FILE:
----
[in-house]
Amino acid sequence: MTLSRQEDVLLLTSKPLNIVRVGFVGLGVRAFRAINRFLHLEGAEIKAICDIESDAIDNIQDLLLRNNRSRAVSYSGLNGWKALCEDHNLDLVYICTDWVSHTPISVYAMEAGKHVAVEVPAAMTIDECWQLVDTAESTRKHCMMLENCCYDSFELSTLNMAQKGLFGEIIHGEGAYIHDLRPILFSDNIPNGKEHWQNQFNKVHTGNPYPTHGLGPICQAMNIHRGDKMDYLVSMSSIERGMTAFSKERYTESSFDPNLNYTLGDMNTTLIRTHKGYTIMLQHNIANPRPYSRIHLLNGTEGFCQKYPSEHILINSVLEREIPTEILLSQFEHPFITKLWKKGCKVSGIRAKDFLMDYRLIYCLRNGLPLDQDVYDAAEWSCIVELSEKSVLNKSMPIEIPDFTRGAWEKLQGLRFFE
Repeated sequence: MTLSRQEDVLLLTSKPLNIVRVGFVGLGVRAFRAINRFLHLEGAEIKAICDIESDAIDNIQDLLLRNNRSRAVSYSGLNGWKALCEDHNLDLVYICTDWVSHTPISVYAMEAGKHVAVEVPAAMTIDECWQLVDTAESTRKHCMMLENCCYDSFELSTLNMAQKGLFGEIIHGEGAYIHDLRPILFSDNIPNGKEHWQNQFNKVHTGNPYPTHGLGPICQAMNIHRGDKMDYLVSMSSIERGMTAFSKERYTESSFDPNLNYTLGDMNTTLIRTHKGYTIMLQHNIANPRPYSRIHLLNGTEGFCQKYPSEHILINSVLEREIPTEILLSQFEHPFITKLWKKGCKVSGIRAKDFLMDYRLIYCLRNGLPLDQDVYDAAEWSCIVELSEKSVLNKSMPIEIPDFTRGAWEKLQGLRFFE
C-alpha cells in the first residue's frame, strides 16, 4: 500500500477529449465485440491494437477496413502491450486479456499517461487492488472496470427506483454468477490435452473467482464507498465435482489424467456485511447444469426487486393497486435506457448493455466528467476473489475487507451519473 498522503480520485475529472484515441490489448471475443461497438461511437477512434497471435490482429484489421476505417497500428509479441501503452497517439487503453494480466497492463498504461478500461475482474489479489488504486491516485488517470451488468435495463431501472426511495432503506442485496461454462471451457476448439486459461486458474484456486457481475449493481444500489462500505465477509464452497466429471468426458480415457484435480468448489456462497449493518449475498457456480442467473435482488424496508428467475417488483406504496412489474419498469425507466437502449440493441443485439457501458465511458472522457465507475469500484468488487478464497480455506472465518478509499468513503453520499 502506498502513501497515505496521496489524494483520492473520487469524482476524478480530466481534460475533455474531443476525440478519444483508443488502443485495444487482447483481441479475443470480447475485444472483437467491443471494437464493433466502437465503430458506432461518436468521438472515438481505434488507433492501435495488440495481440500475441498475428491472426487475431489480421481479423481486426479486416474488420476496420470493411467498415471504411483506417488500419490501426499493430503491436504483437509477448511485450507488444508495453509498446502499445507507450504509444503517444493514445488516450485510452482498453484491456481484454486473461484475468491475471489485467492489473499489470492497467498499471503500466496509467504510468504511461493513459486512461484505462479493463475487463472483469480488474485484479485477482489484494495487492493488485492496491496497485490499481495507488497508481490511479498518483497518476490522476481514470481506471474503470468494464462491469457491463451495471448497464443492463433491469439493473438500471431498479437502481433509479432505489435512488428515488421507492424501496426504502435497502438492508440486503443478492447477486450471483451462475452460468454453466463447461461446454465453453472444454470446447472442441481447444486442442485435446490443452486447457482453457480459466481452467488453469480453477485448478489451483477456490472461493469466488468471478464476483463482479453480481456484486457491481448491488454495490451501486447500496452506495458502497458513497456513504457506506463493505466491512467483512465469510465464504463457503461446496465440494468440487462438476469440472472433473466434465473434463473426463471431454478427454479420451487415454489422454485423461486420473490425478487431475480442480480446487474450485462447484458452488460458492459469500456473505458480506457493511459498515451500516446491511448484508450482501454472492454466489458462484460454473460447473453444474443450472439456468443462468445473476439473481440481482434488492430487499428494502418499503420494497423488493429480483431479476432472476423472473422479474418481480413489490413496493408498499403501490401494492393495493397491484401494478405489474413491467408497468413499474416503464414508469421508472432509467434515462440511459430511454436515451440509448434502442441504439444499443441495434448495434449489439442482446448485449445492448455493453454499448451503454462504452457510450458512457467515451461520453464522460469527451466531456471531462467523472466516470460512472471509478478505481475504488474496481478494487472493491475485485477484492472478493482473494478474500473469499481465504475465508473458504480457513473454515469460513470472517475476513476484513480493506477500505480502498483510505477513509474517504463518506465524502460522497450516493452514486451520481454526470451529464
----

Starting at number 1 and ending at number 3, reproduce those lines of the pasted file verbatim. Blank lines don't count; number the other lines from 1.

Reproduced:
[in-house]
Amino acid sequence: MTLSRQEDVLLLTSKPLNIVRVGFVGLGVRAFRAINRFLHLEGAEIKAICDIESDAIDNIQDLLLRNNRSRAVSYSGLNGWKALCEDHNLDLVYICTDWVSHTPISVYAMEAGKHVAVEVPAAMTIDECWQLVDTAESTRKHCMMLENCCYDSFELSTLNMAQKGLFGEIIHGEGAYIHDLRPILFSDNIPNGKEHWQNQFNKVHTGNPYPTHGLGPICQAMNIHRGDKMDYLVSMSSIERGMTAFSKERYTESSFDPNLNYTLGDMNTTLIRTHKGYTIMLQHNIANPRPYSRIHLLNGTEGFCQKYPSEHILINSVLEREIPTEILLSQFEHPFITKLWKKGCKVSGIRAKDFLMDYRLIYCLRNGLPLDQDVYDAAEWSCIVELSEKSVLNKSMPIEIPDFTRGAWEKLQGLRFFE
Repeated sequence: MTLSRQEDVLLLTSKPLNIVRVGFVGLGVRAFRAINRFLHLEGAEIKAICDIESDAIDNIQDLLLRNNRSRAVSYSGLNGWKALCEDHNLDLVYICTDWVSHTPISVYAMEAGKHVAVEVPAAMTIDECWQLVDTAESTRKHCMMLENCCYDSFELSTLNMAQKGLFGEIIHGEGAYIHDLRPILFSDNIPNGKEHWQNQFNKVHTGNPYPTHGLGPICQAMNIHRGDKMDYLVSMSSIERGMTAFSKERYTESSFDPNLNYTLGDMNTTLIRTHKGYTIMLQHNIANPRPYSRIHLLNGTEGFCQKYPSEHILINSVLEREIPTEILLSQFEHPFITKLWKKGCKVSGIRAKDFLMDYRLIYCLRNGLPLDQDVYDAAEWSCIVELSEKSVLNKSMPIEIPDFTRGAWEKLQGLRFFE